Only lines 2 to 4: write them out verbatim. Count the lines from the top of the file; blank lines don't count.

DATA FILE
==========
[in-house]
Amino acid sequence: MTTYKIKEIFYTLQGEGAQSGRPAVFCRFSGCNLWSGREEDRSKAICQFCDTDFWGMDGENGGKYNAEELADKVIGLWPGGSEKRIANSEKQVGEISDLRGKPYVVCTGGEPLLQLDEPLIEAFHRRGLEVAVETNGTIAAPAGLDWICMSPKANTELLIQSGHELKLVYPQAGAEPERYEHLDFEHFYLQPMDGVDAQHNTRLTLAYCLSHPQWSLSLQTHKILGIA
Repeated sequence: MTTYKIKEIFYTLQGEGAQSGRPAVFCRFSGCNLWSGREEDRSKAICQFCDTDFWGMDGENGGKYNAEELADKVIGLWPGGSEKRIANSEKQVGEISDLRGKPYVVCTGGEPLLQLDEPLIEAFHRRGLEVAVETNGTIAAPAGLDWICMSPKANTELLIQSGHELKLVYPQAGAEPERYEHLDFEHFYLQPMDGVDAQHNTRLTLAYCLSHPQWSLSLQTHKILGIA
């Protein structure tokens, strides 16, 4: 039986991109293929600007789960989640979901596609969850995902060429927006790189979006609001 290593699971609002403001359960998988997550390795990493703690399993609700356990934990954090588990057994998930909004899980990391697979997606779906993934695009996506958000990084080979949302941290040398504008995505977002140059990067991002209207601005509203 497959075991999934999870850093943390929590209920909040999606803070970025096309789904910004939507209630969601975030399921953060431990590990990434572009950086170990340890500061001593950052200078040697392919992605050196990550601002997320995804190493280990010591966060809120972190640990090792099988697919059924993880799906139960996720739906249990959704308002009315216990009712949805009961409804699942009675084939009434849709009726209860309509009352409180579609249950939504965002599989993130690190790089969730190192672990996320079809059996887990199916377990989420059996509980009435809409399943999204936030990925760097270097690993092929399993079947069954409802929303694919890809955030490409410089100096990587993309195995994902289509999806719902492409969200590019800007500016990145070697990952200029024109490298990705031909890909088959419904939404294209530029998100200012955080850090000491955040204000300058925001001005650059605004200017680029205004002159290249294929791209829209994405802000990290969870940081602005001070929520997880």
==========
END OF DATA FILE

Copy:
Amino acid sequence: MTTYKIKEIFYTLQGEGAQSGRPAVFCRFSGCNLWSGREEDRSKAICQFCDTDFWGMDGENGGKYNAEELADKVIGLWPGGSEKRIANSEKQVGEISDLRGKPYVVCTGGEPLLQLDEPLIEAFHRRGLEVAVETNGTIAAPAGLDWICMSPKANTELLIQSGHELKLVYPQAGAEPERYEHLDFEHFYLQPMDGVDAQHNTRLTLAYCLSHPQWSLSLQTHKILGIA
Repeated sequence: MTTYKIKEIFYTLQGEGAQSGRPAVFCRFSGCNLWSGREEDRSKAICQFCDTDFWGMDGENGGKYNAEELADKVIGLWPGGSEKRIANSEKQVGEISDLRGKPYVVCTGGEPLLQLDEPLIEAFHRRGLEVAVETNGTIAAPAGLDWICMSPKANTELLIQSGHELKLVYPQAGAEPERYEHLDFEHFYLQPMDGVDAQHNTRLTLAYCLSHPQWSLSLQTHKILGIA
């Protein structure tokens, strides 16, 4: 039986991109293929600007789960989640979901596609969850995902060429927006790189979006609001 290593699971609002403001359960998988997550390795990493703690399993609700356990934990954090588990057994998930909004899980990391697979997606779906993934695009996506958000990084080979949302941290040398504008995505977002140059990067991002209207601005509203 497959075991999934999870850093943390929590209920909040999606803070970025096309789904910004939507209630969601975030399921953060431990590990990434572009950086170990340890500061001593950052200078040697392919992605050196990550601002997320995804190493280990010591966060809120972190640990090792099988697919059924993880799906139960996720739906249990959704308002009315216990009712949805009961409804699942009675084939009434849709009726209860309509009352409180579609249950939504965002599989993130690190790089969730190192672990996320079809059996887990199916377990989420059996509980009435809409399943999204936030990925760097270097690993092929399993079947069954409802929303694919890809955030490409410089100096990587993309195995994902289509999806719902492409969200590019800007500016990145070697990952200029024109490298990705031909890909088959419904939404294209530029998100200012955080850090000491955040204000300058925001001005650059605004200017680029205004002159290249294929791209829209994405802000990290969870940081602005001070929520997880």